Sharp Now Canadas Best on LPGA

By Ian HutchinsonDecember 11, 2007, 5:00 pm
In a world inhabited by the likes of Morgan Pressel, Paula Creamer and others of the wonder-kid variety, the word potential has evolved into a word to be used only briefly before the focus shifts to what hasn't yet been accomplished in a young career.
 
It's this expectation of instant gratification that makes it necessary for those still reaching for the first significant benchmark of their LPGA Tour careers to tune out the outside noise and concentrate on the task at hand.
 
'Everyone has their own learning curve out there,' said Hamilton's Alena Sharp, 26, admitting her development has been less than meteoric.
 
'I've always done better every year, so I've just got to keep working hard on my game and I know it will happen. Some people come out there and have success right away. I know I'm not that type of person. Not to say that I won't win next year, but I needed to have a good year like this past year to move on.'
 
Sharp can take strength in the fact that she accomplished what she calls some 'cool things' this year and that's the reason she will begin '08 as half of the Canadian team at the Women's World Cup of Golf on Jan. 19-21 in Sun City, South Africa.
 
Sharp not only is playing in her first World Cup, but after finishing 57th on the money list, she got to pick her partner and went with veteran Lorie Kane, who was 74th on the money list. Unless Kane, 42, can do a U-turn in her fortunes this year, Sharp now is the great Canadian hope on the women's tour.
 
'If we're both playing well, we're going to do well in South Africa. I feel like we're going to have a good shot at winning it,' said Sharp, who enters this season in a considerably better position than she did a year ago when she narrowly missed getting her full-time card by one position on the money list.
 
One would assume that would mean a return to qualifying school, but after asking around, the 1999 Canadian junior champ decided against it.
 
'There weren't a lot of cards at Q-school. Not to say that I wouldn't have been able to get through, but I played in everything this year that I would have played in if I was an exempt member, so there was really no point in going down there and getting stressed out,' she said.
 
The stress eased in February when Sharp started the season with a tie for 11th at the SBS Open at Turtle Bay. 'That good start in Hawaii, putting some money in the bank, it was assurance that I was going to play well this year. It was nice to start the year like that,' she said.
 
TURNING POINT
 
More highlights were to come, but according to Sharp, a turning point in her career came off the golf course in March when she was in Phoenix and hooked up with respected teachers Pia Nilsson and Lynn Marriott, co-founders of Vision54, which still fascinates Sharp.
 
'I just learned a lot about myself at their golf school and applied it to my game,' she said. 'I played a lot better starting in April. I didn't miss a lot of cuts after that. I wasn't thinking about cuts. I was focusing on the little things that I can control.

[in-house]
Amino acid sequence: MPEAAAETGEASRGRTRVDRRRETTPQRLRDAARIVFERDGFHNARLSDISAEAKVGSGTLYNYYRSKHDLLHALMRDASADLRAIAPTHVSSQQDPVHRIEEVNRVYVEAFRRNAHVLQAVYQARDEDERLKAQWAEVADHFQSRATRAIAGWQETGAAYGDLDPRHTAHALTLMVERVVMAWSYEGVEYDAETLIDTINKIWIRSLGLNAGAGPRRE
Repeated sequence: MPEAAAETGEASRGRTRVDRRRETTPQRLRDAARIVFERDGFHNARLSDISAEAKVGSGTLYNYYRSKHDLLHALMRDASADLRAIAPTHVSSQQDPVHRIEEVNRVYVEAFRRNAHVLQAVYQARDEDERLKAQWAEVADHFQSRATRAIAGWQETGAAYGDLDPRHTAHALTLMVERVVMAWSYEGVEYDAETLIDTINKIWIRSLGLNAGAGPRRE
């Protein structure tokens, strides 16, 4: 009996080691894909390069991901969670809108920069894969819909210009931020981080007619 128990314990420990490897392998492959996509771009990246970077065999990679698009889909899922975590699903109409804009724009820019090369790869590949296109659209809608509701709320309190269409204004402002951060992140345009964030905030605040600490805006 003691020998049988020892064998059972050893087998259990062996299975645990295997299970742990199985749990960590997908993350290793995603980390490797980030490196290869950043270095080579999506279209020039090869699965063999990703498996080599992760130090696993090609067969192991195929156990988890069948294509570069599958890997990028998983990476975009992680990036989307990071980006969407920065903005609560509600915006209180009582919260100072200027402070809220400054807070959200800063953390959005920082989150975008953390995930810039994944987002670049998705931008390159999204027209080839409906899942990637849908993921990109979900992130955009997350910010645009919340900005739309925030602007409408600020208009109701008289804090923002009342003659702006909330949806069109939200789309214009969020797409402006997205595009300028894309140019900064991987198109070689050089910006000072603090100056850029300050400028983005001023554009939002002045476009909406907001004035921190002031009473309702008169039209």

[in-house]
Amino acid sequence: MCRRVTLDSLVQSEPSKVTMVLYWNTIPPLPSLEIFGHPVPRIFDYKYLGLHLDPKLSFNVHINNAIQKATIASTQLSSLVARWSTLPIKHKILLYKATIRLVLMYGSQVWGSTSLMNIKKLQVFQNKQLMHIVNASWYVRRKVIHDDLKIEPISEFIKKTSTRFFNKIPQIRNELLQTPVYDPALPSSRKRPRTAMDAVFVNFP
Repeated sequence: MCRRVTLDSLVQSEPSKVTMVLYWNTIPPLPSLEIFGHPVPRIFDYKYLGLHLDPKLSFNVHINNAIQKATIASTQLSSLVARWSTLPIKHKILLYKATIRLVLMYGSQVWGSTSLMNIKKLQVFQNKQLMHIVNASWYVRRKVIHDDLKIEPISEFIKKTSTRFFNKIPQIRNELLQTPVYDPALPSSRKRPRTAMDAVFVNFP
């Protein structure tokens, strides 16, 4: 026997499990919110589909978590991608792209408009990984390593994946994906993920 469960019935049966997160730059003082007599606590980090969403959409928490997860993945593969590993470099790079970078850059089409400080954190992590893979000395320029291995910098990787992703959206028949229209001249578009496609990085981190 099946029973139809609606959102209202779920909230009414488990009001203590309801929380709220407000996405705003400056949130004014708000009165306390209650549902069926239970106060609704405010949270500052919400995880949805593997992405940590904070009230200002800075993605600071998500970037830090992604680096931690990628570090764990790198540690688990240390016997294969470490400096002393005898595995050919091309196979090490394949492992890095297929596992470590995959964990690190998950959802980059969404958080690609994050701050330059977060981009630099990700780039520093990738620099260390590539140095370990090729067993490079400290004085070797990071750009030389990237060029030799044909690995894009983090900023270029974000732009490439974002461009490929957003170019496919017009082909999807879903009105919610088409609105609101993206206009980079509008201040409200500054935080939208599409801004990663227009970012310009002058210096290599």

'I became more aware of how I was acting on the golf course and how it was holding me back (by) getting down on myself. Ever since that camp, my attitude was a lot better. If I had a bad hole, I would shake it off.
 
'It resulted in turning rounds that weren't so good around to average rounds and rounds that were average rounds into great rounds.'
 
Her baby steps seem to be getting larger and that marathon to success that she started at the beginning of her career seems to be picking up the pace these days.
 
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Toronto Sun Editor's Note: Ian Hutchinson is golf columnist for the Toronto Sun and senior writer for Pro Shop Magazine, a Canadian golf trade publication, and Canadian Golfer Magazine. He is also a frequent contributor to Golf Scene and Golf Canada Magazine, the official magazine of the Royal Canadian Golf Association.
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Perez skips Torrey, 'upset' with Ryder Cup standings

By Will GrayJanuary 24, 2018, 2:19 am

Pat Perez is unhappy about his standing on the U.S. Ryder Cup points list, and his situation won't improve this week.

Perez won the CIMB Classic during the fall portion of this season, and he followed that with a T-5 finish at the inaugural CJ Cup. But he didn't receive any Ryder Cup points for either result because of a rule enacted by the American task force prior to the 2014 Ryder Cup which only awards points during the calendar year of the biennial matches as well as select events like majors and WGCs during the prior year.

As a result, Perez is currently 17th in the American points race - behind players like Patrick Reed, Zach Johnson, Bill Haas and James Hahn, none of whom have won a tournament since the 2016 Ryder Cup - as he looks to make a U.S. squad for the first time at age 42.

"That kind of upset me a little bit, the fact that I'm (17) on the list, but I should probably be (No.) 3 or 4," Perez told Golf Digest. "So it kind of put a bitter taste in my mouth. The fact that you win on the PGA Tour and you beat some good players, yet you don't get any points because of what our committee has decided to do."